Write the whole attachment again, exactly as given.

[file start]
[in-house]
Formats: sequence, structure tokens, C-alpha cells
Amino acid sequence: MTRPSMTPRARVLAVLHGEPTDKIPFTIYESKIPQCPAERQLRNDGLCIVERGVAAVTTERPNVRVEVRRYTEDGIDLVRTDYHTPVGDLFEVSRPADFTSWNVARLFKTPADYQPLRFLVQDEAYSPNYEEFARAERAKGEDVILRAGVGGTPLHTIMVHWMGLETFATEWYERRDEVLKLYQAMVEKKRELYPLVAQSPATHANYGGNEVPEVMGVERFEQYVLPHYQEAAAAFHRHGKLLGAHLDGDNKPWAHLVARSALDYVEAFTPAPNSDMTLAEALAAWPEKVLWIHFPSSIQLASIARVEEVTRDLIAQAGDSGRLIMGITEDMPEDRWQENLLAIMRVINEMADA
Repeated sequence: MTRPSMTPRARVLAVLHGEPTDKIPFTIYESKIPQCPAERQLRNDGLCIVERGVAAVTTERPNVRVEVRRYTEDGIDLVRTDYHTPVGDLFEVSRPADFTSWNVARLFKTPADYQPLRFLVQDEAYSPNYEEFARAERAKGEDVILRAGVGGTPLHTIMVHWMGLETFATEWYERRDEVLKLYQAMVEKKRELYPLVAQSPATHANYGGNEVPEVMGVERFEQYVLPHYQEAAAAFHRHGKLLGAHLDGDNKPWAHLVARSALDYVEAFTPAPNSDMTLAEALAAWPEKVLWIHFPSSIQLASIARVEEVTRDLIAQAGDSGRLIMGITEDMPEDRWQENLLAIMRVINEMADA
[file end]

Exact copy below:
[in-house]
Formats: sequence, structure tokens, C-alpha cells
Amino acid sequence: MTRPSMTPRARVLAVLHGEPTDKIPFTIYESKIPQCPAERQLRNDGLCIVERGVAAVTTERPNVRVEVRRYTEDGIDLVRTDYHTPVGDLFEVSRPADFTSWNVARLFKTPADYQPLRFLVQDEAYSPNYEEFARAERAKGEDVILRAGVGGTPLHTIMVHWMGLETFATEWYERRDEVLKLYQAMVEKKRELYPLVAQSPATHANYGGNEVPEVMGVERFEQYVLPHYQEAAAAFHRHGKLLGAHLDGDNKPWAHLVARSALDYVEAFTPAPNSDMTLAEALAAWPEKVLWIHFPSSIQLASIARVEEVTRDLIAQAGDSGRLIMGITEDMPEDRWQENLLAIMRVINEMADA
Repeated sequence: MTRPSMTPRARVLAVLHGEPTDKIPFTIYESKIPQCPAERQLRNDGLCIVERGVAAVTTERPNVRVEVRRYTEDGIDLVRTDYHTPVGDLFEVSRPADFTSWNVARLFKTPADYQPLRFLVQDEAYSPNYEEFARAERAKGEDVILRAGVGGTPLHTIMVHWMGLETFATEWYERRDEVLKLYQAMVEKKRELYPLVAQSPATHANYGGNEVPEVMGVERFEQYVLPHYQEAAAAFHRHGKLLGAHLDGDNKPWAHLVARSALDYVEAFTPAPNSDMTLAEALAAWPEKVLWIHFPSSIQLASIARVEEVTRDLIAQAGDSGRLIMGITEDMPEDRWQENLLAIMRVINEMADA